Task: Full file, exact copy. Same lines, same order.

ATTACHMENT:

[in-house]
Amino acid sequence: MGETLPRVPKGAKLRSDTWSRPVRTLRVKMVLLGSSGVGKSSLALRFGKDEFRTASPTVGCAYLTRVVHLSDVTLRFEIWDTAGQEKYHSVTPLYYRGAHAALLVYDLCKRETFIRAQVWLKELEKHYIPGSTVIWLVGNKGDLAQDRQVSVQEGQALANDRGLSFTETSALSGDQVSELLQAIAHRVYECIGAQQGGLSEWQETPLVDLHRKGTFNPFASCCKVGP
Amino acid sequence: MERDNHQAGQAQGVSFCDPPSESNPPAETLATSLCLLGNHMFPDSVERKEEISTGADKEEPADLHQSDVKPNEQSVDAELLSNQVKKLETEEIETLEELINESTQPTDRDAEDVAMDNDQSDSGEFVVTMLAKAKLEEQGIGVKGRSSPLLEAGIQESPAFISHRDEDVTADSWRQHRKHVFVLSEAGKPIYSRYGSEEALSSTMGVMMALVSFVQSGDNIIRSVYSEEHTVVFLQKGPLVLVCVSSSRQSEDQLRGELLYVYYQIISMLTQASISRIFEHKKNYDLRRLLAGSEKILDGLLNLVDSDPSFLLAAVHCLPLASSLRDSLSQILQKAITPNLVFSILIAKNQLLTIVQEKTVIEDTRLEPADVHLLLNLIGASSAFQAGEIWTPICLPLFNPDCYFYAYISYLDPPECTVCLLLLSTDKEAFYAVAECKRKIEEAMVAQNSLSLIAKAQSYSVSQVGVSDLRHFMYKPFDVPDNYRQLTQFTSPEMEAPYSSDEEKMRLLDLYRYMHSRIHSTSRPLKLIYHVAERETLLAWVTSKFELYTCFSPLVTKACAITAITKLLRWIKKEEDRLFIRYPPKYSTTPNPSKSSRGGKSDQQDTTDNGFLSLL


[in-house]
Amino acid sequence: MGETLPRVPKGAKLRSDTWSRPVRTLRVKMVLLGSSGVGKSSLALRFGKDEFRTASPTVGCAYLTRVVHLSDVTLRFEIWDTAGQEKYHSVTPLYYRGAHAALLVYDLCKRETFIRAQVWLKELEKHYIPGSTVIWLVGNKGDLAQDRQVSVQEGQALANDRGLSFTETSALSGDQVSELLQAIAHRVYECIGAQQGGLSEWQETPLVDLHRKGTFNPFASCCKVGP
Amino acid sequence: MERDNHQAGQAQGVSFCDPPSESNPPAETLATSLCLLGNHMFPDSVERKEEISTGADKEEPADLHQSDVKPNEQSVDAELLSNQVKKLETEEIETLEELINESTQPTDRDAEDVAMDNDQSDSGEFVVTMLAKAKLEEQGIGVKGRSSPLLEAGIQESPAFISHRDEDVTADSWRQHRKHVFVLSEAGKPIYSRYGSEEALSSTMGVMMALVSFVQSGDNIIRSVYSEEHTVVFLQKGPLVLVCVSSSRQSEDQLRGELLYVYYQIISMLTQASISRIFEHKKNYDLRRLLAGSEKILDGLLNLVDSDPSFLLAAVHCLPLASSLRDSLSQILQKAITPNLVFSILIAKNQLLTIVQEKTVIEDTRLEPADVHLLLNLIGASSAFQAGEIWTPICLPLFNPDCYFYAYISYLDPPECTVCLLLLSTDKEAFYAVAECKRKIEEAMVAQNSLSLIAKAQSYSVSQVGVSDLRHFMYKPFDVPDNYRQLTQFTSPEMEAPYSSDEEKMRLLDLYRYMHSRIHSTSRPLKLIYHVAERETLLAWVTSKFELYTCFSPLVTKACAITAITKLLRWIKKEEDRLFIRYPPKYSTTPNPSKSSRGGKSDQQDTTDNGFLSLL